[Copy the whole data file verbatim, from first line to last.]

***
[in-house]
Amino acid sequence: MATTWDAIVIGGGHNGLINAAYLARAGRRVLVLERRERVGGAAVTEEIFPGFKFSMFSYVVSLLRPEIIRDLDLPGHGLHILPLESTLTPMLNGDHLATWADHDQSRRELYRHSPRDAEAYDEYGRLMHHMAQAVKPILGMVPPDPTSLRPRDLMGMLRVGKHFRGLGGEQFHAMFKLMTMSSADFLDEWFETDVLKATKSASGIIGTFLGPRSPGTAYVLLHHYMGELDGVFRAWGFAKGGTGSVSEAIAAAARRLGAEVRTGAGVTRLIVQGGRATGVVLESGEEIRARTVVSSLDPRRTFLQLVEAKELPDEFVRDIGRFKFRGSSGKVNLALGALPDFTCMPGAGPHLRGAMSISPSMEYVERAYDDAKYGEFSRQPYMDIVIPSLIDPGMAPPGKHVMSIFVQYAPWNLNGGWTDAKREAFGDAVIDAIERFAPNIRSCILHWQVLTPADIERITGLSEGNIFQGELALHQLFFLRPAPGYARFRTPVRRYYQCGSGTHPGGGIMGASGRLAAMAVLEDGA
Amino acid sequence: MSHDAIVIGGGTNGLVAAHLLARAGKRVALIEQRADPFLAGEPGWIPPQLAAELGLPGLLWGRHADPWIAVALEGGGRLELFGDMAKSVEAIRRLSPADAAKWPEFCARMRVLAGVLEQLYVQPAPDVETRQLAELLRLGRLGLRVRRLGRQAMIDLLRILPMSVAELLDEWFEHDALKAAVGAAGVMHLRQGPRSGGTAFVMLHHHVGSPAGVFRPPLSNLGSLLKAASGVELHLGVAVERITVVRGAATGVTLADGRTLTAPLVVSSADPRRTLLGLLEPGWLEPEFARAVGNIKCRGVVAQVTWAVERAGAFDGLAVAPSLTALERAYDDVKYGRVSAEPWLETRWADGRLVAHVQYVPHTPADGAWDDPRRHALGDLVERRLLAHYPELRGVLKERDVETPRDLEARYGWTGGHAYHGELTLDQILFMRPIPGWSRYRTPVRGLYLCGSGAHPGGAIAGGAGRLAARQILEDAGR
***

[in-house]
Amino acid sequence: MATTWDAIVIGGGHNGLINAAYLARAGRRVLVLERRERVGGAAVTEEIFPGFKFSMFSYVVSLLRPEIIRDLDLPGHGLHILPLESTLTPMLNGDHLATWADHDQSRRELYRHSPRDAEAYDEYGRLMHHMAQAVKPILGMVPPDPTSLRPRDLMGMLRVGKHFRGLGGEQFHAMFKLMTMSSADFLDEWFETDVLKATKSASGIIGTFLGPRSPGTAYVLLHHYMGELDGVFRAWGFAKGGTGSVSEAIAAAARRLGAEVRTGAGVTRLIVQGGRATGVVLESGEEIRARTVVSSLDPRRTFLQLVEAKELPDEFVRDIGRFKFRGSSGKVNLALGALPDFTCMPGAGPHLRGAMSISPSMEYVERAYDDAKYGEFSRQPYMDIVIPSLIDPGMAPPGKHVMSIFVQYAPWNLNGGWTDAKREAFGDAVIDAIERFAPNIRSCILHWQVLTPADIERITGLSEGNIFQGELALHQLFFLRPAPGYARFRTPVRRYYQCGSGTHPGGGIMGASGRLAAMAVLEDGA
Amino acid sequence: MSHDAIVIGGGTNGLVAAHLLARAGKRVALIEQRADPFLAGEPGWIPPQLAAELGLPGLLWGRHADPWIAVALEGGGRLELFGDMAKSVEAIRRLSPADAAKWPEFCARMRVLAGVLEQLYVQPAPDVETRQLAELLRLGRLGLRVRRLGRQAMIDLLRILPMSVAELLDEWFEHDALKAAVGAAGVMHLRQGPRSGGTAFVMLHHHVGSPAGVFRPPLSNLGSLLKAASGVELHLGVAVERITVVRGAATGVTLADGRTLTAPLVVSSADPRRTLLGLLEPGWLEPEFARAVGNIKCRGVVAQVTWAVERAGAFDGLAVAPSLTALERAYDDVKYGRVSAEPWLETRWADGRLVAHVQYVPHTPADGAWDDPRRHALGDLVERRLLAHYPELRGVLKERDVETPRDLEARYGWTGGHAYHGELTLDQILFMRPIPGWSRYRTPVRGLYLCGSGAHPGGAIAGGAGRLAARQILEDAGR